We stopped first at the Grand Coulee Visitor’s Center – free admission – this visitor’s center is a MUST SEE. The exhibits are very high quality and appropriate for both young kids and adults.
This particular exhibit had big “power plants” with cranks. When the kids cranked the power plants, the map lit up so you could see where the electricity was sent. It has a detailed 3D replication – and you can see the power go from the dam, through the power lines all the way to a house that lights up!
The Grand Coulee Dam contains enough concrete to wrap a four-foot wide sidewalk around the Earth almost twice! It contains 12 million cubic yards of concrete – making it one of the largest concrete structures on the earth (I think our tour guide said the second largest!)
The Columbia River produces the MOST hydropower of any North American river. It sends power to 11 Western states including Washington, Oregon, Idaho, Montana, Wyoming, Colorado, California, Nevada, New Mexico, Utah and Arizona. I had no idea it had such an impact on powering our country!
Not only does the Grand Coulee Visitor’s center discuss the current power supply of the dam, I love that it talks about the history and construction of the dam. What a feat to build this structure! This jackhammer exhibit works if you squeeze the handles – but only at a fraction of the real power to help you experience just how hard this work was!
The Grand Coulee Visitor’s Center also has a fun tribute to Woody Guthrie. Did you know in 1941, the Bonneville Power Administration contracted with Guthrie, at a rate of $266.66 to write songs about the value of public power in the Pacific Northwest? The famous Roll On, Columbia, Roll On song was one of 26 songs Guthrie wrote through this contract. I had no idea! My kids loved playing the song as part of the exhibit.
This was one of my FAVORITE exhibits. Titled, Balancing Act, we all sat around this table and watched a video about managing the Columbia river’s resources. The video presents a scenario/important decision for the Grand Coulee Dam administrator – and then you hear directly from all the stakeholders (tribes, dam employees, residents, flood control, etc.) as they present their opinions about what they’d like done. After all the arguments are heard – you vote electronically using the pad in front of your chair. Even our kids voted. Then the scenario plays out via video and you see how that choice impacted each of the stakeholders. A fascinating example of the many special interests involved in such a big project – and how difficult it can be to juggle them all.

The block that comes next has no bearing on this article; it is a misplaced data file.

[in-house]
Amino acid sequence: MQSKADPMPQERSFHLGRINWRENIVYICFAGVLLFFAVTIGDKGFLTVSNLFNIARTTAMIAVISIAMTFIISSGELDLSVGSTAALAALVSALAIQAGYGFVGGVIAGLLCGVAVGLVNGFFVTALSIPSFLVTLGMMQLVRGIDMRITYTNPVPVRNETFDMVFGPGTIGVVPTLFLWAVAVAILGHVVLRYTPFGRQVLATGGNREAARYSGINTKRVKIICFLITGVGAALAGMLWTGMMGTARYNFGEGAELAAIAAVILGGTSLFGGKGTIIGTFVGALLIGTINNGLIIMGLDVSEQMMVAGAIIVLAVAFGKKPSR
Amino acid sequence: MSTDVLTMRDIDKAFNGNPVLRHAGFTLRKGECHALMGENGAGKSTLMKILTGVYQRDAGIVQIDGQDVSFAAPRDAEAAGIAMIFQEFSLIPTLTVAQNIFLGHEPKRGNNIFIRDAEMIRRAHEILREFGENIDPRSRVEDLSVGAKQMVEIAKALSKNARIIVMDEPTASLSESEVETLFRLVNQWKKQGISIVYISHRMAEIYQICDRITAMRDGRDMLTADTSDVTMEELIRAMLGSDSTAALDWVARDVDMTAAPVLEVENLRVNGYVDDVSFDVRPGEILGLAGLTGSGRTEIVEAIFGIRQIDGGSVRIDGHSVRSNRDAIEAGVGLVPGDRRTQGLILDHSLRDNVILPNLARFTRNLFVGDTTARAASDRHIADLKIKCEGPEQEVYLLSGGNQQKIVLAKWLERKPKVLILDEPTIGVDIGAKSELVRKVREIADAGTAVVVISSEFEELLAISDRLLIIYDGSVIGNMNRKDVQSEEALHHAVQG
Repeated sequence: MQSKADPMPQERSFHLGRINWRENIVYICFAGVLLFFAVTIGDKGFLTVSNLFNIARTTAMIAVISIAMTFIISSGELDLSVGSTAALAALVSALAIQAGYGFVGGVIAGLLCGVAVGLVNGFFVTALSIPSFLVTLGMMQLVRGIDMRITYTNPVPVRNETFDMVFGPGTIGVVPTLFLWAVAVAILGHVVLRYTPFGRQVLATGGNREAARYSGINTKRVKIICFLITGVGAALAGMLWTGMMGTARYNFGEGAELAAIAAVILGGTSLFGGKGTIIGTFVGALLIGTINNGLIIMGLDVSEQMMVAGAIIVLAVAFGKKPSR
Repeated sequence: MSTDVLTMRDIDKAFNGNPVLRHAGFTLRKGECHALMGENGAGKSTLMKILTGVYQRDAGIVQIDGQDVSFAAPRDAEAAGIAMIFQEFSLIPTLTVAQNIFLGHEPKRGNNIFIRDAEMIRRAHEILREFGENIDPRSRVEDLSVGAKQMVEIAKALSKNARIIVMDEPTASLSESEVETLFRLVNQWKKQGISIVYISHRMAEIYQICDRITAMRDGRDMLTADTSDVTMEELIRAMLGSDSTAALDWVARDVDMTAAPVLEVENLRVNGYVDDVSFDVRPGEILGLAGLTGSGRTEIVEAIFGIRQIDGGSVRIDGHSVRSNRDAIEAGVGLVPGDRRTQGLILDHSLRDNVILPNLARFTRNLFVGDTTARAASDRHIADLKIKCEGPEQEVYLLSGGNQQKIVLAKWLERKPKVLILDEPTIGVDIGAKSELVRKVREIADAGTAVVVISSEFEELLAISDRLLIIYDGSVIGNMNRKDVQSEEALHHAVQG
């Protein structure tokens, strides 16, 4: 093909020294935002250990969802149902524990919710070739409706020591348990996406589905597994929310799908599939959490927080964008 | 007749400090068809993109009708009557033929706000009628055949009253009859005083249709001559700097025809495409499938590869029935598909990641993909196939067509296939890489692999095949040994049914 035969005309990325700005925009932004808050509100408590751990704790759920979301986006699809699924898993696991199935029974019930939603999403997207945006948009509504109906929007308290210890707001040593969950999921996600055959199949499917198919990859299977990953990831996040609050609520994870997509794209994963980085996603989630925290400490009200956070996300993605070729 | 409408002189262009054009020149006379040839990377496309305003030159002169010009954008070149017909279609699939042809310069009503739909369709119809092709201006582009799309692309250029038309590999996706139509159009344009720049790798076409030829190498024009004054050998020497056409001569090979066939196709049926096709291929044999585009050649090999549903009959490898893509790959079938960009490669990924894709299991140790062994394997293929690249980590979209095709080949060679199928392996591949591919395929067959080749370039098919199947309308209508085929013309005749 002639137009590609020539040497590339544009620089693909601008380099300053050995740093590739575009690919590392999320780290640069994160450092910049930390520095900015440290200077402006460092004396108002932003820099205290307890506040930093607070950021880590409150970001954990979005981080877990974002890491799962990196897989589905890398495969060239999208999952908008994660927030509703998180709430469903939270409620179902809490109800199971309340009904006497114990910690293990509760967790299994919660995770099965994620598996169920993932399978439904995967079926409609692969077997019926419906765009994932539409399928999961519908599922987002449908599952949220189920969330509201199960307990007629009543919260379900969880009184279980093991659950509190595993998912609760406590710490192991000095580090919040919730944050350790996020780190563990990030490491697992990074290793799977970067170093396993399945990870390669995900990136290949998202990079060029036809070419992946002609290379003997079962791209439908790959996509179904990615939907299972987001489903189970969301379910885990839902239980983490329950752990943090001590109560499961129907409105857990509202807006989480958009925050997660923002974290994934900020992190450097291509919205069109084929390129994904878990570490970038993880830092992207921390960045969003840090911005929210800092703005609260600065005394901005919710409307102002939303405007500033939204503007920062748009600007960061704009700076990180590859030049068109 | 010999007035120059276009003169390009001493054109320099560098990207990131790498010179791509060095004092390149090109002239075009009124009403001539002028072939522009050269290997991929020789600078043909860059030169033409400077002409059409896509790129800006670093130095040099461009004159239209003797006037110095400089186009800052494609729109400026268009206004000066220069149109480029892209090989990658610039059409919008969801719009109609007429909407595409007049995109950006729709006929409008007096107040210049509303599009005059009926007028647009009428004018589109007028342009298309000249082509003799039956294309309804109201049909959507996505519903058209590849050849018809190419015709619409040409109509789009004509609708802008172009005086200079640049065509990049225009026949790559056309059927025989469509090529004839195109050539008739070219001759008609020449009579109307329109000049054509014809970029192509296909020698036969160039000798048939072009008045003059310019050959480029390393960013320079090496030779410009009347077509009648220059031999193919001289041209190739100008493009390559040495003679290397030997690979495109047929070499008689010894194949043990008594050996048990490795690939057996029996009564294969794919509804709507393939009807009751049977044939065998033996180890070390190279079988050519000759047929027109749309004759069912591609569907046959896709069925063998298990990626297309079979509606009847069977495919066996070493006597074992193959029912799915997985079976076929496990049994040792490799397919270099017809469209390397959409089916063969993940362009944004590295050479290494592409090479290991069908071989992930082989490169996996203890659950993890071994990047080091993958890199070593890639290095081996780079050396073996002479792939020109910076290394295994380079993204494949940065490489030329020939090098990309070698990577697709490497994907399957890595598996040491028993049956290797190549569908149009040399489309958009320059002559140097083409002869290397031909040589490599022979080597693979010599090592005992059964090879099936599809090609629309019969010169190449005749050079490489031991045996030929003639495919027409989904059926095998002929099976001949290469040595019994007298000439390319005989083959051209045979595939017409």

Grand Coulee Dam Guided Tours are also FREE (wahoo!) and they leave every hour beginning at 10 a.m. (see specific tour hours here). They last about 50-minutes and are first-come, first-serve so we recommend getting there a little early. There were about 40 people on our early Sunday morning tour, so they took two buses.
Security is taken very seriously for these tours. You will have to walk through a metal detector before the tour. All purses, bags, backpacks, fanny packs must be left in your car. You also can’t take any weapons (duh), lighters, tobacco products and more. You CAN bring your camera (but not your camera bag).
Throughout the tour you have a tour guide who provides history and commentary on everything you see.
After everyone has been screened, you hop on a bus (booster seats provided for kids under 8), and head over to the pump-generating plant. The pumps in the pump-generating plant lift the water from the Columbia River, up the hillside to a canal that sends the water to Banks Lake – a lake that provides irrigation water to more than 670,000 acres . If you have a favorite fruit or vegetable grown in this region of the state, chances are it gets it’s water from this source!
After the pump-generating plant, we all loaded back onto the bus and we drove on top of the dam! Escorted by a man in uniform (for security), the bus parks on the top of the dam and you’re given 5-10 minutes to take in the view from the top!
What a view from the top of the Grand Coulee dam! If you’re afraid of heights this might test your nerves. But it really is breathtaking to see the drop and the magnitude of the structure.
Another view looking down from the top of the Grand Coulee Dam.
After viewing the dam from the top, we hopped back into the bus and headed back to the tour headquarters.
Many, many people recommended we see the Grand Coulee Laser show. The show is also FREE of charge and has rave reviews. We debated doing the show – but because it was the weekend of summer solstice the 30-minute light show didn’t start until 10 p.m. and with the 45 minutes drive back we’d be getting back “home” around midnight. We decided NOT to do this, our kids are too young and would have either a) melted down or b) fell asleep — especially after the long days we were having at the lake. We plan to go back for the laser show when they are older.
We really, really enjoyed the Grand Coulee Dam tour and definitely recommend it. We learned a LOT and I loved that the tour was free. The Grand Coulee dam really is a sight to see.
Here’s a fantastic Grand Coulee Dam Fact Sheet (PDF) – I found the facts really interesting. And if you’re wondering how it compares to it’s more famous friend the Hoover Dam this comparison fact sheet is really interesting!
Have you taken the Grand Coulee Dam tour before?